This Novermber, I-Witness will celebrate its 10th anniversary with four special documentaries that are expected to change the broadcasting landscape. This time, I-Witness will air documentaries that were produced over a longer period of time than any other series of documentaries done for any TV program in the Philippines.
“As early as April of this year, we have been shooting for the anniversary episodes--something that we don't usually do, or any other late night television programs have done, for that matter. The more time you spend in producing your story, the closer you get to the truth, and with these documentaries, we hope to bring out the truth in our specific topics,” reveals Jay Taruc, who starts the anniversary month on November 9 with his documentary “Kristo,” a graphic feature about the Senakulo, or the dramatic presentation of the Passion of the Christ in Cutud, Pampanga. Jay discovers that the person who presently plays “Christ” is quitting his oath next year. However, residents and officers are opposing the move to pass on the title because the town’s supposed successor is a self-admitted gambler and drunkard.
Sandra Aguinaldo’s anniversary episode airs next on November 16. Her documentary “Bigatin” tackles the growing problem of obesity in the Philippines. Sandra follows the plight of two obese women and documents their struggle to bring their weight down through various ways of weight reduction. Sandra joins them in their fight as she subjects herself to arduous exercises and strict diets in order to prepare herself for pregnancy.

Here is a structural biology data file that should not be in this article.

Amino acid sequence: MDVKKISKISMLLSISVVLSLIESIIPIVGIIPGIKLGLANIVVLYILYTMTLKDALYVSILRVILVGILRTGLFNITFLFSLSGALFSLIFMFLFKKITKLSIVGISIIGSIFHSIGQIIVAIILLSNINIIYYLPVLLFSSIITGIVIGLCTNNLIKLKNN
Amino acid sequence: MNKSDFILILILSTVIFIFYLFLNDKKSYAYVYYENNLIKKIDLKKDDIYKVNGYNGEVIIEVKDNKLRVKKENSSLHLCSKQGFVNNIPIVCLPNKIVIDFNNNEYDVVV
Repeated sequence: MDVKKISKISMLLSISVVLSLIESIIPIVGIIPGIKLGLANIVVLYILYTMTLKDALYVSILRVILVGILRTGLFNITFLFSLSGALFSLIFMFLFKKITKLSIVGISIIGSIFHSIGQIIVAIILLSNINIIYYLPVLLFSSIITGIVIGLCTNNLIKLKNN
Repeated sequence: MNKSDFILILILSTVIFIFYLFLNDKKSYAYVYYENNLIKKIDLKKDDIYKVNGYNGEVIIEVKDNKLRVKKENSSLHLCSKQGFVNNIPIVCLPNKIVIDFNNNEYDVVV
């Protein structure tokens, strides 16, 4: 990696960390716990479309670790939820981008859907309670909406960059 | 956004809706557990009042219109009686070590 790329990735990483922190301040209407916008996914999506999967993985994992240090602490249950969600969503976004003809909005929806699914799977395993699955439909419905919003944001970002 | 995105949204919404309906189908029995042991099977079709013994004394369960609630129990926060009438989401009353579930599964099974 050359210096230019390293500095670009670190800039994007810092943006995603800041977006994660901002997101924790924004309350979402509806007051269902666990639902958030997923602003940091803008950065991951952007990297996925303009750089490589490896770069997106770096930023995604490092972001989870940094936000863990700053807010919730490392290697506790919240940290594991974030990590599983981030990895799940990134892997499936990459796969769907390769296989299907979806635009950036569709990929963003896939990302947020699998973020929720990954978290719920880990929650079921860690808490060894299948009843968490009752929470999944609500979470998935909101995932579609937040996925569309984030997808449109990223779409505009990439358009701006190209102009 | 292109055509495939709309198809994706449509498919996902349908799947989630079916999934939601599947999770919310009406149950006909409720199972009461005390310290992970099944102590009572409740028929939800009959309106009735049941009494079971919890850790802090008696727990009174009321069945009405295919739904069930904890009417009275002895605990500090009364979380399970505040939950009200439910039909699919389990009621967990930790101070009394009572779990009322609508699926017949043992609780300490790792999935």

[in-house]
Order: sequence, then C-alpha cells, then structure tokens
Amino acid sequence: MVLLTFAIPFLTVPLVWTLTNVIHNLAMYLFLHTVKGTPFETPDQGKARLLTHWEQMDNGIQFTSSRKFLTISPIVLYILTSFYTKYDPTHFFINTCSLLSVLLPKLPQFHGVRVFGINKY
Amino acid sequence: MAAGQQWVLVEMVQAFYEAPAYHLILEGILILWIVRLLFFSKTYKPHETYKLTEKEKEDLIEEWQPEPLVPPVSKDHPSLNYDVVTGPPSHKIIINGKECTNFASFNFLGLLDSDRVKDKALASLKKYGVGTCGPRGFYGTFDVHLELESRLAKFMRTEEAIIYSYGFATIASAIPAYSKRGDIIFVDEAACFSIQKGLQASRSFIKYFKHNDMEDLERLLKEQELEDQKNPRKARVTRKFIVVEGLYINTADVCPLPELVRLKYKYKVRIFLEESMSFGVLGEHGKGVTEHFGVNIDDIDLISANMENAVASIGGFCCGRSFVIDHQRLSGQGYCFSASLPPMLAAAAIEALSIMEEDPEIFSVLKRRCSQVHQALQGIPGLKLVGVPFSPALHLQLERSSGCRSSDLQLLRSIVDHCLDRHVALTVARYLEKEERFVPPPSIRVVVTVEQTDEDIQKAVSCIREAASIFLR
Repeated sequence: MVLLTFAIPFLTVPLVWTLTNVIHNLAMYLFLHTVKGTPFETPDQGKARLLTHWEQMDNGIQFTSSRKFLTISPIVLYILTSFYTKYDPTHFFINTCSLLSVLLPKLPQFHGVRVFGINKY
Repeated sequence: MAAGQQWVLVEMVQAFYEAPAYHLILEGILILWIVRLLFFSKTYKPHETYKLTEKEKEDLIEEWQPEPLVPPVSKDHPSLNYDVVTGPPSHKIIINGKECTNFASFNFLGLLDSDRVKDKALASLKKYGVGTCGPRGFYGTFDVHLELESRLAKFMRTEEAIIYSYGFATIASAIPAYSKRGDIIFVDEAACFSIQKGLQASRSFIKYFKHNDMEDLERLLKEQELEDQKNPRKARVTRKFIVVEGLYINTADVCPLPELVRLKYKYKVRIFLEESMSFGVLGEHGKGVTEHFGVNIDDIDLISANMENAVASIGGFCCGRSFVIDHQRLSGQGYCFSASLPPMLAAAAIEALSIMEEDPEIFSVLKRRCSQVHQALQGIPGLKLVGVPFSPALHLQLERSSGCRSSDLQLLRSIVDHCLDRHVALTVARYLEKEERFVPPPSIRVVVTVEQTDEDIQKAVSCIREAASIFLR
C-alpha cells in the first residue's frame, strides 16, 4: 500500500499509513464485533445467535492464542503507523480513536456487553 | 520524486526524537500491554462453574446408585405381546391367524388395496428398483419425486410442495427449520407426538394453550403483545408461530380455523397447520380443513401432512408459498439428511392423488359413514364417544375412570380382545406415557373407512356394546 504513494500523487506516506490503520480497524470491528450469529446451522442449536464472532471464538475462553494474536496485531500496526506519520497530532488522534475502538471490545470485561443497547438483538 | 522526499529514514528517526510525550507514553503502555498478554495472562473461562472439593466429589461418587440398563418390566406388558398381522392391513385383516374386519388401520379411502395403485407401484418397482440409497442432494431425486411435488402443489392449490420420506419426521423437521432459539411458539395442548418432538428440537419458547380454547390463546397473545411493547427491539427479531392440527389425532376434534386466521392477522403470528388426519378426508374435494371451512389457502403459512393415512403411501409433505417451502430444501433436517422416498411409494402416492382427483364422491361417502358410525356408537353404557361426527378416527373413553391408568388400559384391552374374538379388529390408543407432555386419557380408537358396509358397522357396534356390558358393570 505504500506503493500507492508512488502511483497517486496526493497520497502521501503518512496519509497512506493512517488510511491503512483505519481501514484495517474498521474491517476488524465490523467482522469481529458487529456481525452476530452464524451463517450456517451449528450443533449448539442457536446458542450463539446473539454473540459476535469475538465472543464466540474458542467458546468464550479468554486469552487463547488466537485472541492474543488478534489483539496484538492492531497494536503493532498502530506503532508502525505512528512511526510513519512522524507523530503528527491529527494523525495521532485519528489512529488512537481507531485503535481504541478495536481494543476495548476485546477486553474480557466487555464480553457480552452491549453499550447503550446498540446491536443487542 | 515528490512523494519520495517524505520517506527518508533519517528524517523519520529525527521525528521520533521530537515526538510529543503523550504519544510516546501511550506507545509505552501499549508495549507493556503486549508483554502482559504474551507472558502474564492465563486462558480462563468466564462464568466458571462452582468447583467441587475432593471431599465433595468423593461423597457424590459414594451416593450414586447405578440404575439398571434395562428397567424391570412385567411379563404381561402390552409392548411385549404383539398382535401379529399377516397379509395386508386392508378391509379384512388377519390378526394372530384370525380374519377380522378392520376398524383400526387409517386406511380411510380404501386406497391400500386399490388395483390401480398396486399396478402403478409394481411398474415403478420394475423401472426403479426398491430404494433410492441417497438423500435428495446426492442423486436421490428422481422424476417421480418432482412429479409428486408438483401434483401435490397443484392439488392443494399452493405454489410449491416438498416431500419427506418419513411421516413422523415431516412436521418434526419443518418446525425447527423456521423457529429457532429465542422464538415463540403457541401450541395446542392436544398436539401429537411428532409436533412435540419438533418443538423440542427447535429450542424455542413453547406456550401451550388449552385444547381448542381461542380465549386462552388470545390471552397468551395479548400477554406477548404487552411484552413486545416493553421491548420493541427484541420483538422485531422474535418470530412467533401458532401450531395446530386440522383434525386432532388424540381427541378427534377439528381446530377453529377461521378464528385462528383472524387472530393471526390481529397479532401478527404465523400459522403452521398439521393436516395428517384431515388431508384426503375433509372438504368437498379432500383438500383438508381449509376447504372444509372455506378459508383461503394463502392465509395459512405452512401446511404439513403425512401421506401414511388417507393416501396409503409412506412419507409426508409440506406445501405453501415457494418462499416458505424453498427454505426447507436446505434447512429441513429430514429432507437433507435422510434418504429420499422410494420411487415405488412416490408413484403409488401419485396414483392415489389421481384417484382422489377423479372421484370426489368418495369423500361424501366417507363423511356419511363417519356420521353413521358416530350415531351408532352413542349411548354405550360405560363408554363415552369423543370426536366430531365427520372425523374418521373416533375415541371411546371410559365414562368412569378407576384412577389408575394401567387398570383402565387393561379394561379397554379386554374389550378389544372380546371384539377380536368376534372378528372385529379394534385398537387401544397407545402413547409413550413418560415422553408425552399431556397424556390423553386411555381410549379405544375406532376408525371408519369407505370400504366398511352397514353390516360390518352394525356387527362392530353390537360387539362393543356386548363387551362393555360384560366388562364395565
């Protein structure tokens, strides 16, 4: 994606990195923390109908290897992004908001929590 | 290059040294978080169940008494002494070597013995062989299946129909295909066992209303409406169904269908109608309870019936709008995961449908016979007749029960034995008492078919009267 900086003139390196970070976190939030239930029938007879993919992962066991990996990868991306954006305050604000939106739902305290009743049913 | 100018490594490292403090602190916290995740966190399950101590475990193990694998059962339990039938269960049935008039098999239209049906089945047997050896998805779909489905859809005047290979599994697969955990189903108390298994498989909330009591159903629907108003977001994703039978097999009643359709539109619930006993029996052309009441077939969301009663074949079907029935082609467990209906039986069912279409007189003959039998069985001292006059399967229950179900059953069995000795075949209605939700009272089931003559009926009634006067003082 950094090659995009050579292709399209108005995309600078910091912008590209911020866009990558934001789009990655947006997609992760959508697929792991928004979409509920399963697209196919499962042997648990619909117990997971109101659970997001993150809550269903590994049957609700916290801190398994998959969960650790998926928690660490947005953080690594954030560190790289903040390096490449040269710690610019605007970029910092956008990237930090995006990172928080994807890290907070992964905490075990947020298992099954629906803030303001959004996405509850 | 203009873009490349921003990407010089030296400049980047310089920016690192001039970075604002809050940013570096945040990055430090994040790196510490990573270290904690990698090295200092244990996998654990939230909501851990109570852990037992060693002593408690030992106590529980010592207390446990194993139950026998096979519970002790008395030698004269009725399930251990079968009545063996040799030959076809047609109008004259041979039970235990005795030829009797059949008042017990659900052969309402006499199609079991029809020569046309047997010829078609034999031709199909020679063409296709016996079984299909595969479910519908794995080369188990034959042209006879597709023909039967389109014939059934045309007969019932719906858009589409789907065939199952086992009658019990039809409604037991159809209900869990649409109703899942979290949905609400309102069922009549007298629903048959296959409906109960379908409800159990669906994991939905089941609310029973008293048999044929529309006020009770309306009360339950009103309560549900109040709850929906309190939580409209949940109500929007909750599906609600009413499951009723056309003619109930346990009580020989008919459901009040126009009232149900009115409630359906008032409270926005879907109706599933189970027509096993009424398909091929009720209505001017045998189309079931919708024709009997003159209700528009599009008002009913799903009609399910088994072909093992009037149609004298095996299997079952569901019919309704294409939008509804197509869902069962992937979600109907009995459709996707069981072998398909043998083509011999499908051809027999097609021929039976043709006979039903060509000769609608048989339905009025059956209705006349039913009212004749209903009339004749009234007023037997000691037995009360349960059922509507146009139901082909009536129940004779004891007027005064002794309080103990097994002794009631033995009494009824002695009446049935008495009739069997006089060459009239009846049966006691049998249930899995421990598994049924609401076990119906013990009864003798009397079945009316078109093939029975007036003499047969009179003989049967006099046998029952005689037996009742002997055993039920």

On November 23, Kara David delivers the third installment of the anniversary celebration with a follow-up documentary on pediatric tuberculosis. Kara revisits her case studies in “Hingalo ng Bunso,” an I-Witness episode she produced a few months ago, and reveals whether or not their conditions improved after their stories were aired on the program.
Ending the anniversary month on November 30 is Howie Severino’s remarkable documentary about a transsexual’s journey to realizing her dreams of becoming a woman. Howie documents how Vincent Christar Ibardolaza, a.k.a. Plates, pulls all strings in order to become a “Trans-Pinay.” However, Plates still needs to pass a battery of tests which will determine if she is mentally and emotionally prepared to undergo the sex reassignment operation.
Join Sandra, Kara, Jay and Howie as they celebrate ten fruitful years of ground-breaking documentaries on I-Witness, airing on four Mondays of November over GMA, after the late night newscast Saksi.